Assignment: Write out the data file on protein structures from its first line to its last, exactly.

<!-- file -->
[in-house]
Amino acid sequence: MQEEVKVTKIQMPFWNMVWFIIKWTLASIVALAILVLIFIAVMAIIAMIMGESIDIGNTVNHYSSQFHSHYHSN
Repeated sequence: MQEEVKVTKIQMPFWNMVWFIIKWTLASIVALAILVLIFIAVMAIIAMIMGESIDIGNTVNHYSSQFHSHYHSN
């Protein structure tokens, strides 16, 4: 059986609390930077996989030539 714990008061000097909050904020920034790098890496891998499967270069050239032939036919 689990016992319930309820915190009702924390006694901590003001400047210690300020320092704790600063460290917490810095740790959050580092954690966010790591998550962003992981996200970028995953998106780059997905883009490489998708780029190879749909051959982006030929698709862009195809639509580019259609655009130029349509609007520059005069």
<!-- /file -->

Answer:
[in-house]
Amino acid sequence: MQEEVKVTKIQMPFWNMVWFIIKWTLASIVALAILVLIFIAVMAIIAMIMGESIDIGNTVNHYSSQFHSHYHSN
Repeated sequence: MQEEVKVTKIQMPFWNMVWFIIKWTLASIVALAILVLIFIAVMAIIAMIMGESIDIGNTVNHYSSQFHSHYHSN
């Protein structure tokens, strides 16, 4: 059986609390930077996989030539 714990008061000097909050904020920034790098890496891998499967270069050239032939036919 689990016992319930309820915190009702924390006694901590003001400047210690300020320092704790600063460290917490810095740790959050580092954690966010790591998550962003992981996200970028995953998106780059997905883009490489998708780029190879749909051959982006030929698709862009195809639509580019259609655009130029349509609007520059005069």